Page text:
The Night Flying Restrictions
Under Section 78 of the Civil Aviation Act 1982, the Government sets noise controls at Heathrow, Gatwick and Stansted Airports. With regard to night noise, the controls include restrictions on the permitted number of flights and the noisiness of the aircraft. The controls are enacted in a statutory instrument known as the “Night Flight Restrictions at Heathrow, Gatwick and Stansted Airports” (‘NFRs’), and these are normally reviewed every five years. The current rules came into effect in October 2006 and were intended to run for six years but were extended for a further five years, until October 2017. A summary of the current Night Flying Restrictions can be found here.
The NFRs are administered by the Department for Transport (‘DfT’) who, in January 2017, began a consultation process to seek views from the aviation industry and local communities to help it decide on the NFRs that should apply with effect from October 2017. The documents for this consultation can be found here.
How limits are set
Night flights are regulated by the Government in two main ways:
1) A limit on the number of flights allowed between 11.30 pm and 6.00 am;
2) An annual noise quota which relates partly to the number of flights and partly to the noisiness of each plane, i.e. the noisier the plane, the fewer planes are allowed, and vice versa.
The Government proposes to maintain the present night limit on aircraft movements at Stansted whilst at the same time removing the current exemption for less noisy aircraft and adjusting the movements limit accordingly. This aspect of the Government’s proposals is welcome since all aircraft movements at night – the least noisy as well as the most noisy – create noise nuisance and cause widespread sleep disturbance for local residents. In addition there are restrictions on the use of the very noisiest aircraft types at night.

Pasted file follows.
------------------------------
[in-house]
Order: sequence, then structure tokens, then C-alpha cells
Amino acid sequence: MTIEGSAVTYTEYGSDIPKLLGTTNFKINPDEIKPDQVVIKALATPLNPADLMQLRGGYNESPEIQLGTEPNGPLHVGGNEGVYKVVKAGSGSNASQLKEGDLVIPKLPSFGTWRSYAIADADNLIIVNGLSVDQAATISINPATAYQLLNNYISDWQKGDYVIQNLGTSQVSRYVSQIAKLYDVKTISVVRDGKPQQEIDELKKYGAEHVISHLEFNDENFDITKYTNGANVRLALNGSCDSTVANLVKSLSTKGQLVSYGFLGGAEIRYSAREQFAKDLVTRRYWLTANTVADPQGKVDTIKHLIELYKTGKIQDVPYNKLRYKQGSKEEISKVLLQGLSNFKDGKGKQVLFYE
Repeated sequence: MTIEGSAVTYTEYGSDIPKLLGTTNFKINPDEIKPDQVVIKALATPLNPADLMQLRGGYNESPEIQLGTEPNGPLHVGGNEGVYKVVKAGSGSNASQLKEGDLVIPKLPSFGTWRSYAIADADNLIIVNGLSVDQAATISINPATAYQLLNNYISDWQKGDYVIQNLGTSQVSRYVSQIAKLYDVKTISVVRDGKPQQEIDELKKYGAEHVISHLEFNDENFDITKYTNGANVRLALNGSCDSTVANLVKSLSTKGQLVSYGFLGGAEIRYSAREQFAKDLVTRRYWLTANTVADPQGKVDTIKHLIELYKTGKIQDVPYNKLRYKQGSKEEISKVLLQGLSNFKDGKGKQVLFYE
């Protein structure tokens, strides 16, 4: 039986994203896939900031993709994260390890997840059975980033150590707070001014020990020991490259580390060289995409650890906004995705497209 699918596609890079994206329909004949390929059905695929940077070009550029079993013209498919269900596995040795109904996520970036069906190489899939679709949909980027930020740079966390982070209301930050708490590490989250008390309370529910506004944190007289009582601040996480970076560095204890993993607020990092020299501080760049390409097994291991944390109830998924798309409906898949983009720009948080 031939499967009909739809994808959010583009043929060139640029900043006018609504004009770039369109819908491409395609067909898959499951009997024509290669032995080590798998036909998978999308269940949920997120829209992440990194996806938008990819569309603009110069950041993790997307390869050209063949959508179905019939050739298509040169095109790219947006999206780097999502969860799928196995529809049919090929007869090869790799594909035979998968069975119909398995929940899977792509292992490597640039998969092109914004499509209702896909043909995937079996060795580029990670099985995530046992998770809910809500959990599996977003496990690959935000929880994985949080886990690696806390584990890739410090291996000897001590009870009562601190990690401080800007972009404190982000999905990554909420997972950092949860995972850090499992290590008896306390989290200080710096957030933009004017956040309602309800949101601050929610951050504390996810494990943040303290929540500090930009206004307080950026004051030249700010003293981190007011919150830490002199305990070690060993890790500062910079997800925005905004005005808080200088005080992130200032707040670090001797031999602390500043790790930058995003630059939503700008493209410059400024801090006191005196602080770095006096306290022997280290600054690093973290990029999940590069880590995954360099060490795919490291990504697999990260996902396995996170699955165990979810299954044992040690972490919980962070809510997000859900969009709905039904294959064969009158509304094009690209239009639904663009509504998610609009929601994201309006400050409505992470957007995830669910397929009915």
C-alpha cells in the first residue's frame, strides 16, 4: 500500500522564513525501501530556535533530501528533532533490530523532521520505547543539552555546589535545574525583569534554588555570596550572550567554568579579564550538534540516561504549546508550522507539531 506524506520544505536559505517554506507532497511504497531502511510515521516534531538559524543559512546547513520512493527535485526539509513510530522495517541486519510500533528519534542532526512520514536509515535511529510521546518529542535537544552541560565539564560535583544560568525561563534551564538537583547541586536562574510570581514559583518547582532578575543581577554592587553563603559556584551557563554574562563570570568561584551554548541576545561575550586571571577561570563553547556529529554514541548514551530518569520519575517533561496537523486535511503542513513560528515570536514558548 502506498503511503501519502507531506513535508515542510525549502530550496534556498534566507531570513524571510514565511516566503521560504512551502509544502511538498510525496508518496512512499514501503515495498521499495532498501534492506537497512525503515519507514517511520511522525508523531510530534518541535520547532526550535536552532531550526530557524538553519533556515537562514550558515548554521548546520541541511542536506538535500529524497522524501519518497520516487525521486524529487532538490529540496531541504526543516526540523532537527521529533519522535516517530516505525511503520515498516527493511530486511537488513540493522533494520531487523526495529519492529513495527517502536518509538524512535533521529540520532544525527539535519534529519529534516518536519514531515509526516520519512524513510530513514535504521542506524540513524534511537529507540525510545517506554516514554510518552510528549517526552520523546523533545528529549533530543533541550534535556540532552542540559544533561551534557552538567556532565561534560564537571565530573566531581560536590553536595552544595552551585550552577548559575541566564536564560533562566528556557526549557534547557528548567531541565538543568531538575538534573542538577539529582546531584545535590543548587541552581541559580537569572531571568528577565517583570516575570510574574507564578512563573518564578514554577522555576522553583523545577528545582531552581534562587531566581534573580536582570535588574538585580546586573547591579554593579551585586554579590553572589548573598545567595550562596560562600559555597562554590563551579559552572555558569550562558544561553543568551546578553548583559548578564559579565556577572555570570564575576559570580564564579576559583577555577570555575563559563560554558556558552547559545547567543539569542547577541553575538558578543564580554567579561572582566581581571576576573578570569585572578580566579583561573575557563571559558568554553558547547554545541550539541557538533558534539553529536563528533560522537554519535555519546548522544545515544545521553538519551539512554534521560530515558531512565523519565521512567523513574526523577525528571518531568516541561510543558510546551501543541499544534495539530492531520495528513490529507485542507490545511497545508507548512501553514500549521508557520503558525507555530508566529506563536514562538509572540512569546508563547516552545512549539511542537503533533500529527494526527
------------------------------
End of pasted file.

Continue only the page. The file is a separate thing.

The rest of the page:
Our three main concerns
- Stansted is presently allowed 12,000 night flights a year, more than twice as many as presently allowed at Heathrow (5,800 p.a.) and far more than either needed or justified. The 12,000 cap was set in 2006 at a time Stansted was still expanding rapidly and it was anticipated that more night flights would be needed. Stansted handled 10,475 night flights in 2016. In addition the yearly number of previously exempt aircraft has increased three-fold in the last four years to 1,700.
SSE is calling for an unequivocal Government commitment to phase out all night flights, progressively reducing the current 12,000 annual allowance by about 1,000 flights a year, leading to a complete ban at Stansted by 2030 except in the case of genuine emergencies.
- When setting limits on the number night flights to be permitted, the DfT defines ‘night’ as the 6½-hour period from 11.30pm to 6.00am, whereas the normal definition of night is the 8-hour period from 11.00pm to 7.00am, as defined by the World Health Organisation (WHO)’s Guidelines on Community Noise. This means there are no restrictions on the number of aircraft that can take-off and land during the two ‘shoulder’ periods, from 11.30pm to 11.00pm and from 6.00am to 7.00am, the very times when most people are trying to get to sleep or before they wake up. This is a particular problem at Stansted because Ryanair and easyJet seek to use their aircraft for as many hours as possible each day, with the result that these early morning and late evening ‘shoulder’ periods at Stansted are subject to very intensive use.
We believe that ‘night’ should mean night, i.e. the full 8 hours.
- Aircraft are presently allowed to use reverse thrust when landing at Stansted at night. This is extremely noisy at the best of times and, in the case of Stansted, with its rural setting and low ambient levels of noise at night, the use of reverse thrust causes major disturbance.
We believe there should be an immediate ban on aircraft using reverse thrust at night except in emergencies.
In addition SSE is calling for a radical overhaul of the current ‘averaging’ method for measuring aircraft noise so that the official Government noise statistics start to represent what people actually have to endure.
See also the Noise Matters page.